Cops and Robbers

Abbey Brown

When Jason Harville approached the white Sedan, he didn’t know quite what to expect. The driver rolled his window down and waited. Harville walked up to the window with a flashlight in hand.

“Bang, bang,” Officer Joe Harbaugh said, pointing a plastic gun at Harville and his partner. “You’re both dead.”

Lawrenceburgh junior Harville and his mock backing officer, Bardstown sophomore Brandon Bryan, were two of about 20 participants in the second day of the University Police Academy.

The duo was “shot” as part of the mock traffic stops that included hidden weapons, fleeing passengers and unruly drivers.

The academy participants, made up of Western students and staff, traded roles with campus police officers.

Harbaugh said the purpose of the training activity was to show the participants all the possible things that could happen during what may seem like a routine traffic stop.

“There are a lot of different things that you have to do and keep in mind when making stops,” he said. “After this, hopefully there is a little more understanding of what we do.”

Tuesday night’s exercise was only the second meeting of the academy. Future academy sessions include fire arm training and awareness, crime prevention, crime scene investigation and the bike patrol obstacle course.

Harbaugh, Officer Lisa Brown and student patroller Brandon Sims were in the vehicles that were stopped by academy students.

Bowling Green sophomore Samantha Jones had to deal with an intoxicated driver, Harbaugh, during her mock traffic stop. Harbaugh repeatedly tested Jones and her partner Emily Butler, a graduate student from Portland, Tenn., by not following their directions, falling to the ground and sucking instead of blowing into the preliminary breath test machine.

“I can’t even do this sober,” Harbaugh said, stumbling his way through one of the sobriety tests.

A few moments later, after Jones asked him to spit out his gum, he spit his gum right at her feet.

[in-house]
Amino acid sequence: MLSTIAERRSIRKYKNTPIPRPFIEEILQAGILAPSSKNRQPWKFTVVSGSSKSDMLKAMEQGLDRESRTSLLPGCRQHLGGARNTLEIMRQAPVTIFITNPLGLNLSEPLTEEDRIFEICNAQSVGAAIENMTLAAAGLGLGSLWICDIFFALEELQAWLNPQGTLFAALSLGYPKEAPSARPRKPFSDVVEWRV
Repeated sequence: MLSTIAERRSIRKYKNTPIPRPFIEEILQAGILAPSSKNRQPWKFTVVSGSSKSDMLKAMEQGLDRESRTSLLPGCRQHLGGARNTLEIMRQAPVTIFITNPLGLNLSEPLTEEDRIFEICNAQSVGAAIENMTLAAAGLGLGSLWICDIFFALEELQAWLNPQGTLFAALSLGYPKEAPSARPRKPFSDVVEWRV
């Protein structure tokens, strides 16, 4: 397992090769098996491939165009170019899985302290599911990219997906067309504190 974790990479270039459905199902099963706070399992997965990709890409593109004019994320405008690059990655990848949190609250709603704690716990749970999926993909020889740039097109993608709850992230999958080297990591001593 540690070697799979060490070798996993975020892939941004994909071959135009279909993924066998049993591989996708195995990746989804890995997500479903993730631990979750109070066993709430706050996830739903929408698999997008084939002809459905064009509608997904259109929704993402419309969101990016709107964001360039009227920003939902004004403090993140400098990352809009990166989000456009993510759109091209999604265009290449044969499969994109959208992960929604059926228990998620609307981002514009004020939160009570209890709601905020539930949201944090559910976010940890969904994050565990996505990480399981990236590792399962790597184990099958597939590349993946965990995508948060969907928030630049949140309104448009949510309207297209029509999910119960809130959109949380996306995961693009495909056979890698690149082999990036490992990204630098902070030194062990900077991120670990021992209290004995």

“I didn’t think we would get to do stuff like this so soon,” Jones said, smiling through the wind.

When Jones and Butler attempted to hand cuff Harbaugh, he got a little frisky, and Butler had to push him onto the hood of the car. His head hit the metal with a thud.

“Sorry,” she said to Harbaugh, forgetting she was playing the role of a police officer.

The primary officers strapped on body armor and a utility belt — the equipment each campus police officer is required to wear. For the evening’s training, many of the items were missing from the belt. Normally officers carry an extra 24 to 27 pounds of weight during their 10-hour shifts.

The participants portraying the back up officers were in charge of operating the radio, lights and sirens on the police cars.

“I really, really wanted to drive the police car,” joked Gilbert Hall Director Kat Stewart. “You see, I’m a big fan of ‘Law and Order,’ so this kind of thing is very exciting for me.”

Stewart and her partner, ROTC instructor Keyonda Harper, had to deal with a passenger who drew a weapon, Sims, and an uncooperative driver, Brown, during their traffic stop.

“My heart was racing, and the adrenaline was pumping,” Harper said. “I never knew what was going to happen. My mind was going a hundred different ways.”

Harper knew the academy was going to be fun, but he said he never imagined it would be like what he experienced last night.

“They definitely went a step beyond what I could have imagined,” he said. “I hope other students can have the opportunity to get the insight that I did.”

Sgt. Kerry Hatchett and Harbaugh repeatedly stressed one idea police officers need to keep in the back of their minds — going home that night. They said safety is the number one thing.

“You just have to be prepared,” Hatchett said. “On every stop you have to think either there is drugs, they are drunk or they have a weapon. You need to remember that no traffic stop is routine; it might end routinely, meaning ‘uneventful,’ but you can’t go into it thinking it is just going to be a routine stop.”

He said he hopes the academy will change people’s views of Western’s police department.

“A lot of people look at WKU police as not being police but as security,” Hatchett said. “Hopefully, after activities like this, they will realize we deal with the same things (the Bowling Green Police Department) and other police departments go through everyday — fights, drugs and weapons.”

Reach Abbey Brown at [email protected]